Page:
In a previous post, I discussed how to generate random permutations of N elements. But what if you want to systematically iterate through a list of ALL permutations of N elements?

In the SAS DATA step you can use the ALLPERM subroutine in the SAS DATA step. For example, the following DATA step generates all permutations of five elements:

```%let n = 5; /** generate all permutations of n elements, in order **/ data perm&n (drop=i); array a{&n}; do i = 1 to &n; a[i]=i; end; /** initialize **/ do i = 1 to fact(&n); call allperm(i, of a[*]); output; end; run;```

This creates a SAS data set named PERM5, which has 5! = 120 rows.

Beginning with SAS 9.3, you can also use the ALLPERM function in SAS/IML software, as follows:

```proc iml; p5 = allperm(5); print (p5[1:10,])[label="Permutations"];``` The complete set of 120 permutations is stored in the p5 matrix, but only the first few rows are displayed.

Share Distinguished Researcher in Computational Statistics

Rick Wicklin, PhD, is a distinguished researcher in computational statistics at SAS and is a principal developer of SAS/IML software. His areas of expertise include computational statistics, simulation, statistical graphics, and modern methods in statistical data analysis. Rick is author of the books Statistical Programming with SAS/IML Software and Simulating Data with SAS.

1. Ankur biswas on

Dear Rick Wicklin Sir,
I'am pursuing Ph.D. in Agricultural Statistics from Indian Agricultural research Institute, New Delhi, India. I've read your blogs. Its encourages me to learn sas. Now-a-days i am trying to solve the pi i and pi ij for PPSwor scheme for any size of sample from a population of size N.
For that I need the probabilities of all possible samples (or permutations) and that has to be summed up. I can get that for small sample sizes. But for large sample sizes the permutations becomes so bigger.
With regards,

• I don't understand what you are asking, but here are two suggestions:
1) Read the PROC SURVEYSELECT documentation for PPS samples http://support.sas.com/documentation/cdl/en/statug/63033/HTML/default/viewer.htm#statug_surveyselect_sect007.htm.
2) If that doesn't answer your question, you might want to post your question to the following SAS Discussion Forum: http://communities.sas.com/community/sas_statistical_procedures

• Ankur biswas on

Actually I need to get all possible samples (permutations) of size n from a population of size N. For that all possible permutations of n symbols from N symbols are to be generated. But i don't need all permutations as a complete dataset. At the time of permutation generation, for each permutation i need a function of that permutation and that has to be summed up for all the permutations. Actually memory allocation problem arises at the time of permutation generation. The helpful programs shown in all of your blogs writes each permutation to a dataset.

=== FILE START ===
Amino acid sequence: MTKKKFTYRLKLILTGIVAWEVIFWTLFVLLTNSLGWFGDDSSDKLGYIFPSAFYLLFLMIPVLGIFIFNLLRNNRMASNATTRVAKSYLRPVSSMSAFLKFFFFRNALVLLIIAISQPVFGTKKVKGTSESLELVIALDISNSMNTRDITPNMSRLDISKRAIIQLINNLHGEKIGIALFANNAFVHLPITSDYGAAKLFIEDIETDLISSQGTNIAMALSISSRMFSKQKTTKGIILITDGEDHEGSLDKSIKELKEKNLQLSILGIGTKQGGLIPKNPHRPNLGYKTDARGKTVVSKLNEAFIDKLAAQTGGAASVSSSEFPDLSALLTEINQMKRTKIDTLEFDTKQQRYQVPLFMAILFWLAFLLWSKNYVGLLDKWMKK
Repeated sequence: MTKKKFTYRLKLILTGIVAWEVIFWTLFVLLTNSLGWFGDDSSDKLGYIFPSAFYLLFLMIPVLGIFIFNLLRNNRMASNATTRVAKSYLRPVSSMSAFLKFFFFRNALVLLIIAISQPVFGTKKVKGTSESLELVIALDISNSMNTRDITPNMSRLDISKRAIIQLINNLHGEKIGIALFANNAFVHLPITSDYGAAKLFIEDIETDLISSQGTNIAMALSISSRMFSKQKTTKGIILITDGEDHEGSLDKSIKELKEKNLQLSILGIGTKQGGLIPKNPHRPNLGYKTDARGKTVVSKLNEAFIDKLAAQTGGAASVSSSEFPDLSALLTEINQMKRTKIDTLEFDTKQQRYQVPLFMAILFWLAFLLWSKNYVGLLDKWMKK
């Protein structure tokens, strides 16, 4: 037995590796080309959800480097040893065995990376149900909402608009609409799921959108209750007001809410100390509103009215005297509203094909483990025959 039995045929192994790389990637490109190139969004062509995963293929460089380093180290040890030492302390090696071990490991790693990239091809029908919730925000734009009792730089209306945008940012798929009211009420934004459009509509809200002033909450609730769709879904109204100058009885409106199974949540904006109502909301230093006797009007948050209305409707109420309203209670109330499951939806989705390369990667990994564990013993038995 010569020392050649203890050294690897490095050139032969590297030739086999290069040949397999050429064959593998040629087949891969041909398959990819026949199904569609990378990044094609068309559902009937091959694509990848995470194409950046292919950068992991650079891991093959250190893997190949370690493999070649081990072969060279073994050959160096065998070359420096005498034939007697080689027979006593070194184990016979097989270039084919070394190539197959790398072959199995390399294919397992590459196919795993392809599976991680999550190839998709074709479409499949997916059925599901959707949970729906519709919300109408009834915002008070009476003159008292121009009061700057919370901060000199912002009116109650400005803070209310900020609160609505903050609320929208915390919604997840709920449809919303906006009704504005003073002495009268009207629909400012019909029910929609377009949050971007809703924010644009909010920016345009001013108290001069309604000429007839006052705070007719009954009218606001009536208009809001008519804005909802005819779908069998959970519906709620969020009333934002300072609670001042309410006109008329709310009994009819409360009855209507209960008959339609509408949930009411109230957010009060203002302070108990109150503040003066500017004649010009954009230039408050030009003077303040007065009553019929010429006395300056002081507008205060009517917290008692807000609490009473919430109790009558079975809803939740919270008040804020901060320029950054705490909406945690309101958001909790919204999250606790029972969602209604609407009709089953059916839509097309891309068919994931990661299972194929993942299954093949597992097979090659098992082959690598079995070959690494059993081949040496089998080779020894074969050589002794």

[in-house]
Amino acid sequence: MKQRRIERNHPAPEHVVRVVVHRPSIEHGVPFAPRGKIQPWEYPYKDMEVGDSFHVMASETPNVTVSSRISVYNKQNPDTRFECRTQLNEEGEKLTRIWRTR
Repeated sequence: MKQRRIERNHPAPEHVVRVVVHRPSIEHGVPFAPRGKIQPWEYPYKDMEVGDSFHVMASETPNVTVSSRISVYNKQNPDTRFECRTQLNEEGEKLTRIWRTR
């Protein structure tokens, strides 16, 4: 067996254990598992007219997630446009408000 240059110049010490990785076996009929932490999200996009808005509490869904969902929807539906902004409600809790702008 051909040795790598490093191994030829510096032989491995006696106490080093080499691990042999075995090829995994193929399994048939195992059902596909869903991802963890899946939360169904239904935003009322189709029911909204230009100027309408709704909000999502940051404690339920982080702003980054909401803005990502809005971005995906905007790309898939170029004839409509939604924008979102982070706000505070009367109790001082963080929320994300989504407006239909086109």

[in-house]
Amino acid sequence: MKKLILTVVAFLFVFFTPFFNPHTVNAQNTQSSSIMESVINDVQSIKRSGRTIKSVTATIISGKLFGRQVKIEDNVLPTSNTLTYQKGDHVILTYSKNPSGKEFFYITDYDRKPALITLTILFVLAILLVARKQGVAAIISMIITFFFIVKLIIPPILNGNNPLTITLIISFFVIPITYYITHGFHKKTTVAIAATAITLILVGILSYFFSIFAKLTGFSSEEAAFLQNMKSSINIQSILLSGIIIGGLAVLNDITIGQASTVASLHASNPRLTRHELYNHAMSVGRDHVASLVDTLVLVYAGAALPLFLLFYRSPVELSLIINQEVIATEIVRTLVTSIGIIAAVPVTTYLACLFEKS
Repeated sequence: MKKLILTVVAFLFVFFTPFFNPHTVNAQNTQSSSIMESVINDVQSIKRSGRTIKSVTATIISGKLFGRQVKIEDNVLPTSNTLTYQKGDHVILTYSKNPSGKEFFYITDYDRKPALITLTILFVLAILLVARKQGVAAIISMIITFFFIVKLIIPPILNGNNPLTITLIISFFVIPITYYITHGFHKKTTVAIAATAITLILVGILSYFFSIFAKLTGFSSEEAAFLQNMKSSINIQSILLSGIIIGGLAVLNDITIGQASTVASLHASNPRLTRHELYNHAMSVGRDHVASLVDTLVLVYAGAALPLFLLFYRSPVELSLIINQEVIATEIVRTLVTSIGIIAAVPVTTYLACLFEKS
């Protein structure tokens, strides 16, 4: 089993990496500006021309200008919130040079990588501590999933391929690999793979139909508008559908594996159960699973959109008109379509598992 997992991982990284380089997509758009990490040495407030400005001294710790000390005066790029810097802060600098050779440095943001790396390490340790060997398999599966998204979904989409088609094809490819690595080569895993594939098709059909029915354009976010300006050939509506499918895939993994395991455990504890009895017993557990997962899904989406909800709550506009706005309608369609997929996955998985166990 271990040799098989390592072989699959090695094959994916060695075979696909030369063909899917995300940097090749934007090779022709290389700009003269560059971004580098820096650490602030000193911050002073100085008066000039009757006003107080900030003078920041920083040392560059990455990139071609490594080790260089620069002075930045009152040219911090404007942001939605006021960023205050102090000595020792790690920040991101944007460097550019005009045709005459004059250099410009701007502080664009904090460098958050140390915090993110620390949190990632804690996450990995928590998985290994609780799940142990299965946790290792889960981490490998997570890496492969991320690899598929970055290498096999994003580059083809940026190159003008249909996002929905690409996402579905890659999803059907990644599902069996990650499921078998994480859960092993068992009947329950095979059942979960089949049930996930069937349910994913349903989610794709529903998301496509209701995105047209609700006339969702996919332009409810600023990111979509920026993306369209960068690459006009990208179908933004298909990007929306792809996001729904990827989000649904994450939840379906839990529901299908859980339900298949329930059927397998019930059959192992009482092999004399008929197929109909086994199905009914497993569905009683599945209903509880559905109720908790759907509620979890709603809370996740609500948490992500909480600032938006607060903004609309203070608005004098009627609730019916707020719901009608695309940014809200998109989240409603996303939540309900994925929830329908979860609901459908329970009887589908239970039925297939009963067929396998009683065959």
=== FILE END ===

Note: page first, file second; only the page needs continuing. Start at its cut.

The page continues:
With regards,

• I regret that I cannot offer personal assistance. For up to N<=18, you can look at the ALLPERM function in the DATA step. No computer can possibly generate all permutations for even modest values of N. Factorials grow really fast: 60! = 10^80 and even the world's fastest computer can only manage 10^16 computations per second. At that rate, it would require 10^64 seconds to compute all permutations, which is much longer than the age of the universe.

• Ankur biswas on

Thanks for your suggestion. I've already done it for N=25 using a combination of allcomb and allperm functions. But I need it for N=100. That's the problem. But if we don't store the whole permutation in a dataset and at the time of each permutation generation, if a function of that permutation is calculated and summed to a variables.

Is it possible? Then only my problem would be solved.
With regards,

• No, it's not possible to solve this with brute force. You'll have to use math.

2. Dear Rick Wicklin Sir,
Right now I am working on my Bachelor's thesis and encounter some problems with using IML.

I'm working on financial data, and trying to develop universe return and cumulative return of benchmark using IML/Macro.

```%let month = 5; %let startmonth = 5; %let endmonth = 5; %let startyear = 1999; %let endyear = 1999; %let numyears = %eval(&endyear-&startyear+1); %let nummonths = %eval(&endmonth-&startmonth+1);   %macro byyear; %do k = &startyear %to &endyear %by 1; data t&k; set toydata; where year=&k and month=&month; run; /*calculation*/ ods output avg_return&k = Areturn&k; proc iml; /* Set up array for the Chloe Matrix using &numyears for an array factor */ /* The allocaiton for j is nummonths, and the allocaiton for i is numyears*/ /* i is number of rown = years, and j is the portfolio, i.e., month */ use t&k; read all into a; return&k = a[,2]; weight&k = 1/ nRow(return&k);   nonMissing = loc(return&k ^=.); if ncol(nonMissing)=0 then mean = .; else do; return&k= return&k[nonMissing,]; avg_return&k= sum(return&k*weight&k); end; /* chloe(i,j) = avg_return&k */ print avg_return&k; quit; %end; %mend byyear; %byyear;```

I am able to get the value, 'avg_return&k.'After getting the avg_return&k, I want to put this value into another vector/array, to make it look like

```         Jan       Feb
1999 1.277      0.22
2000 0.988        ...
```

something looks like this. Would you be able to give me some recommendation?

Your book helped me a lot for my research. Thank you very much.
Sincerely, Chloe

• Chloe,
I suggest that your program will be simpler if you get rid of the macro %DO loop and use WHERE processing in SAS/IML instead. For an example, see my article "BY-group processing in SAS/IML." It will then be easy for you to use regular DO loops to loop over the YEAR and MONTH variables and fill in the elements of your array.